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How Will Increasing Social Security’s Retirement Age Affect You?

How Will Increasing Social Security’s Retirement Age Affect You?

| April 02, 2024

The Social Security Administration has predicted for years that it will be forced to reduce Social Security benefits because of a growing funding shortfall. The agency is expected to reduce the benefits sometime after 2033 unless Congress makes some changes. One of the proposed changes is to raise the retirement age at which a retiree can receive full Social Security benefits.

The need to make changes to Social Security is because the agency has revealed that it will only be able to pay about 80 percent of the regular Social Security payments by 2034. Because so many people depend on that retirement monthly income, it would be disastrous for retirees and those planning on retiring soon.

Right now, anyone retiring can expect full benefits only if they retire at age 67 and a few months. The proposed change is to raise the retirement age to 70 when they can apply for Social Security and get full benefits. 

Although nothing has been agreed upon yet in Congress, here are some of the possible complications:

1) A Loss of Benefits

Retiring later will mean that many people, could receive fewer benefits because they do not live as long as other groups. 

2) Working Longer Would Be Necessary

Instead of retiring with full Social Security benefits at 67, many would have to work until they reach 70.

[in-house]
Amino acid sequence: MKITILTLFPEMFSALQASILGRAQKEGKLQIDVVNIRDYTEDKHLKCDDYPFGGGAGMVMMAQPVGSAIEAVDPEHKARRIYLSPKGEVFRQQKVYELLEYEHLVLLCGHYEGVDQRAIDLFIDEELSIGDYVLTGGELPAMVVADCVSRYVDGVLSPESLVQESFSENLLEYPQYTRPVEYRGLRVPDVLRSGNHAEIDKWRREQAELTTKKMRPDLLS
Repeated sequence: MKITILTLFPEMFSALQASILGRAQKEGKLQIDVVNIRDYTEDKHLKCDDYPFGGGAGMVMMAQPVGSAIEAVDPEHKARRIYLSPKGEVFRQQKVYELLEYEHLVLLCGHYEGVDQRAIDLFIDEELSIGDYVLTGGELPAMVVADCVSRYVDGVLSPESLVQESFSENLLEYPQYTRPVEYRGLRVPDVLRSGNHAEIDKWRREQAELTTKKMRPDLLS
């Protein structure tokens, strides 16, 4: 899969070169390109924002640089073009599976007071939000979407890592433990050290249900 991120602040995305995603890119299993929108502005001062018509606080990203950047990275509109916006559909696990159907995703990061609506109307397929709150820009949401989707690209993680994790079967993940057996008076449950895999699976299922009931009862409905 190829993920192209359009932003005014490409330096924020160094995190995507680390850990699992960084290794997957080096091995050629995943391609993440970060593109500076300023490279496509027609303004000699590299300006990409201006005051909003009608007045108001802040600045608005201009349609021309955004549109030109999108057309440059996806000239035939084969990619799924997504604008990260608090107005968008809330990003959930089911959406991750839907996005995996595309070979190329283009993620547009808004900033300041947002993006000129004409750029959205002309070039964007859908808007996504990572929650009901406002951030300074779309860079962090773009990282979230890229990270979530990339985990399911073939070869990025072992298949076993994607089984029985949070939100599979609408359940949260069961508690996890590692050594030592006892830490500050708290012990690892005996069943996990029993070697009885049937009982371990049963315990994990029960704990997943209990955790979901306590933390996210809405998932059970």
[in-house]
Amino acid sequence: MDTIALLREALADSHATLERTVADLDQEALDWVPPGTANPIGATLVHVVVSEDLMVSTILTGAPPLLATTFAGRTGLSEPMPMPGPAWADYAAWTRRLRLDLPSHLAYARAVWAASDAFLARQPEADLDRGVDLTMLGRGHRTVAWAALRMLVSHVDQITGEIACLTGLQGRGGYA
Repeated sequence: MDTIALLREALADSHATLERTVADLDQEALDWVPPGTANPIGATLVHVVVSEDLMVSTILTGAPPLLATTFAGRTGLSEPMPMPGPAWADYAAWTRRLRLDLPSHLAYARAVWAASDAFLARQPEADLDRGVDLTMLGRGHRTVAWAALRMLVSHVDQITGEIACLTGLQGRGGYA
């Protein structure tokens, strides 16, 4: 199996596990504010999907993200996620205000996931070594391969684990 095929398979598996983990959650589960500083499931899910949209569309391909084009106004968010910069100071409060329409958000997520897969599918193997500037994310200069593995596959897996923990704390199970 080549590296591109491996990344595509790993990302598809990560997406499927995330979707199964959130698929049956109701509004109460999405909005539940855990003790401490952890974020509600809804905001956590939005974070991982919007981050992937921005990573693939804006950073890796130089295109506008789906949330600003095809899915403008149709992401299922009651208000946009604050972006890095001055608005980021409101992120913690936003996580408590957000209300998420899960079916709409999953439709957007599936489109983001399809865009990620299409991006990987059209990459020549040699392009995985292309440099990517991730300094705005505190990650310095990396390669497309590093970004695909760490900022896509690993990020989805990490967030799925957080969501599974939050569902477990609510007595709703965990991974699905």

3) Social Security Would Not Be Paying for Medicare

Whether or not the age of Medicare eligibility will also be changed does not appear to be an issue right now, although it is possible. However, with poorer health and the need that many will have for early retirement, people with lower incomes may not be able to afford Medicare benefits if full Social Security payments do not start until age 70. They would, however, still be required to buy it at age 65 if they had stopped working.

Taking Social Security before reaching full retirement age, which is possible, means getting reduced benefits. There is a possibility that the Medicare starting age, which is currently 65, will also have to be changed. Right now, it is mandatory to enroll around your 65th birthday unless you are still working. 

4) Other Retirement Income May Be Necessary

Because of the higher cost of living and inflation, many people may need to start drawing on their retirement accounts.

5) Maximum Benefits May No Longer Apply at 70

Right now, you can get the maximum Social Security benefits if you wait until 70 to begin receiving them. When, and if, the maximum benefits will still be available for those retiring at 70, it will likely cause confusion unless it also is moved to a later age. 

Whether you need help planning, investing, or identifying potential retirement gaps or just want to talk about your options, you can meet with one of our financial advisors at no cost.

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